According to White, teacher Steven Barnes was his conversion therapy counselor, and his preferred method of treatment was to rape and sexually assault White "to convince him that being gay was more painful than suppressing his sexual orientation." White dealt with ten years of emotional damage and turmoil from enduring three years of brutal "therapy", but is speaking up now in response to the National Center for Lesbian Rights' #BornPerfect campaign and its attempt to end conversion therapy in the next five years. Said White,

After growing older and witnessing so many who are still harmed by the church and by efforts to correct homosexuality through traumatic and damaging tactics like the ones used against me, I finally realized that it is my duty to stand up against those who have harmed me. By speaking out against the wrongdoings that were committed within the walls of Bethel Baptist School, I hope to shed light on the darkness that is so easily hidden within the church, and to help ensure that no one else suffers the pain that I had to endure.

BornperfectNCLR helped White file a complaint with the DeSoto County Sheriff’s Department against Bethel Baptist School. White is now the executive director of the Mississippi Gulf Coast Rainbow Center, the first LGBT center in the state. Barnes is now the Assistant Pastor at Bethel Baptist Church in Walls, MS.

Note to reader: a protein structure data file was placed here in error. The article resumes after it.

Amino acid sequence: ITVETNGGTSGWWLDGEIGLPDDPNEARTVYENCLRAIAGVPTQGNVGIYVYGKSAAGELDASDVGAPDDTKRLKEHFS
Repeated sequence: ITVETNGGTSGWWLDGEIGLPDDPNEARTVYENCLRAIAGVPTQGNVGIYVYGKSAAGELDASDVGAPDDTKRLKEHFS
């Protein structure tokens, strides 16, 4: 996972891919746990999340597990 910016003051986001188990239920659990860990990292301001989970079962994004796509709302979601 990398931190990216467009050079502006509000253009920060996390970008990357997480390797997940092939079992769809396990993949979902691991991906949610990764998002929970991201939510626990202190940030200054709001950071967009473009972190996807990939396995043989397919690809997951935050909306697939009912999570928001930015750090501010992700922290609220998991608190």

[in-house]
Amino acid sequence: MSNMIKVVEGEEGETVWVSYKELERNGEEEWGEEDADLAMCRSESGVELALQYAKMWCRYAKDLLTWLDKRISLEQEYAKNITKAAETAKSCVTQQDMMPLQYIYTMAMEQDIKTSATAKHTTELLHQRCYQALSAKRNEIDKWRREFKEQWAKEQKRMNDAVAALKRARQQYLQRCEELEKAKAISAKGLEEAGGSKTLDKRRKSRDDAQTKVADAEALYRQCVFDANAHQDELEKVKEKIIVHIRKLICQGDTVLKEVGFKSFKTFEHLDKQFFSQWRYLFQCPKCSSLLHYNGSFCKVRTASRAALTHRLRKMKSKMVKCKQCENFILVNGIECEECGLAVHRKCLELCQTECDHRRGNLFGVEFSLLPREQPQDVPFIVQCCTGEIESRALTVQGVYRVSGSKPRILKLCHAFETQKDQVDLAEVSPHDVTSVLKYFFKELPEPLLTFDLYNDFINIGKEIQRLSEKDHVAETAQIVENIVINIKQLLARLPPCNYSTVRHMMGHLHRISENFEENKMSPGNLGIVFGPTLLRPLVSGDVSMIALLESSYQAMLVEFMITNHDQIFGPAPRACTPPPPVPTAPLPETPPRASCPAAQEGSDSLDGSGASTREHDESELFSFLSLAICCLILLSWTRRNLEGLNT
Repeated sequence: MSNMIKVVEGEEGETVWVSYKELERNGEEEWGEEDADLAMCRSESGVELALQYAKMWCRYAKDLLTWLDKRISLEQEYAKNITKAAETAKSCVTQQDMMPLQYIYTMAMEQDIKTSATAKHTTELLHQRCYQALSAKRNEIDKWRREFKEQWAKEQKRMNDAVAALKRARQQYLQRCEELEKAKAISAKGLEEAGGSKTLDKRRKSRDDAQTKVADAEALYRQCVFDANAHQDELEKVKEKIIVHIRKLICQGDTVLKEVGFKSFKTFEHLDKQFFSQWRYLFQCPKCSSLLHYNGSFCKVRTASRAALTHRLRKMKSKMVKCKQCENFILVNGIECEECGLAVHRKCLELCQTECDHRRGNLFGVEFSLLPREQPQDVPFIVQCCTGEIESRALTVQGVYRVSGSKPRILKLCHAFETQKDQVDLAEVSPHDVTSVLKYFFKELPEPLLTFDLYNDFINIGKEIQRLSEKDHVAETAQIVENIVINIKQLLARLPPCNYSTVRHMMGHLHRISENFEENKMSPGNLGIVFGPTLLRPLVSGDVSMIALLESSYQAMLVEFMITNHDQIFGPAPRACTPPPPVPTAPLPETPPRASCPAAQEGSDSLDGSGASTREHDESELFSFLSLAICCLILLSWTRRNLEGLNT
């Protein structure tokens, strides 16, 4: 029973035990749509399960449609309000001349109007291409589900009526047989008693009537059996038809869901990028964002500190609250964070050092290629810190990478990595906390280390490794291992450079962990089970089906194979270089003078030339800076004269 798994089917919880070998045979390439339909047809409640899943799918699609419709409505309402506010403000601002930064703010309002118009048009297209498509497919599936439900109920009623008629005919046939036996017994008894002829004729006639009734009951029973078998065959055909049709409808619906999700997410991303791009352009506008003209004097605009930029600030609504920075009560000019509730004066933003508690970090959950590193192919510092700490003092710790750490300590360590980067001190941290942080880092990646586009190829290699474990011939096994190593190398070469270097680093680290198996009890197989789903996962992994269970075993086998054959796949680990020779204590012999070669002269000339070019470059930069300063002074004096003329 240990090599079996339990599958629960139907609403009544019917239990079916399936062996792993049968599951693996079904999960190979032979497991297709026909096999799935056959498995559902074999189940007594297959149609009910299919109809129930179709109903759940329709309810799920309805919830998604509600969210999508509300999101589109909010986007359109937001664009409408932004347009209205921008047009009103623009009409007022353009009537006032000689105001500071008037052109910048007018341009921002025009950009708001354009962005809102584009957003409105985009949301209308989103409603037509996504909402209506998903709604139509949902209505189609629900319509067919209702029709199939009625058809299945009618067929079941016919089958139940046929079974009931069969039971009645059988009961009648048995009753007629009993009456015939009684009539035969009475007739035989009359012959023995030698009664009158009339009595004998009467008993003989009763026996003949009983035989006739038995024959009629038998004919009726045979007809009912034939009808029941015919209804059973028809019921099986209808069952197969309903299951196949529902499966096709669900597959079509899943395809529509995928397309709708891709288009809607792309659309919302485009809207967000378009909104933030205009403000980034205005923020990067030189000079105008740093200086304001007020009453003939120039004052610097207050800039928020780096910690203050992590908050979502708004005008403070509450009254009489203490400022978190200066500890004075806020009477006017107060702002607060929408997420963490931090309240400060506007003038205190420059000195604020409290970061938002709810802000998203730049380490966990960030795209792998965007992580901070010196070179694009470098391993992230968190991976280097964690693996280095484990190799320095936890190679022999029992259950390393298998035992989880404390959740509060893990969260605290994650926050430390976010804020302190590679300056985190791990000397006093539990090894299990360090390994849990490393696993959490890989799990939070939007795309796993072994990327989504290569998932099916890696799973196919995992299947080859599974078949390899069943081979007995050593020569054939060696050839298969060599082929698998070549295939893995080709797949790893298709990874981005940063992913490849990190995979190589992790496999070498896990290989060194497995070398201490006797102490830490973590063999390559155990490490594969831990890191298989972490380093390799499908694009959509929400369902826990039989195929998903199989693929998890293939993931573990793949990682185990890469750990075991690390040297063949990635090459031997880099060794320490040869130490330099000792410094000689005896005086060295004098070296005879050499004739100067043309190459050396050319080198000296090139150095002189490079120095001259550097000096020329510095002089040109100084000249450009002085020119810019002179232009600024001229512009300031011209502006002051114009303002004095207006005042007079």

In June, NCLR launched the #BornPerfect campaign to protect LGBT kids from the harms caused by attempts to change their sexual orientation or gender identity.


Same-Sex Couples In Mississippi Fight To Have Out-Of-State Marriages Recorded

MSflagThe Campaign for Southern Equality launched an action yesterday to have out-of-state marriages recorded in Mississippi. Same-sex couples from eight different counties tried to have their home state recognize the very real bonds of matrimony achieved elsewhere around the country, a difficult goal considering that Mississippi's same-sex marriage ban is still in place, along with their more recent religious-exemption-for-businesses legislation.

The Washington Blade reports:

Jennifer Pierce of Biloxi, who married her wife, Jena Pierce, in Connecticut last December, plan to try to record their marriage with the Harrison County Chancery Court in Gulfport.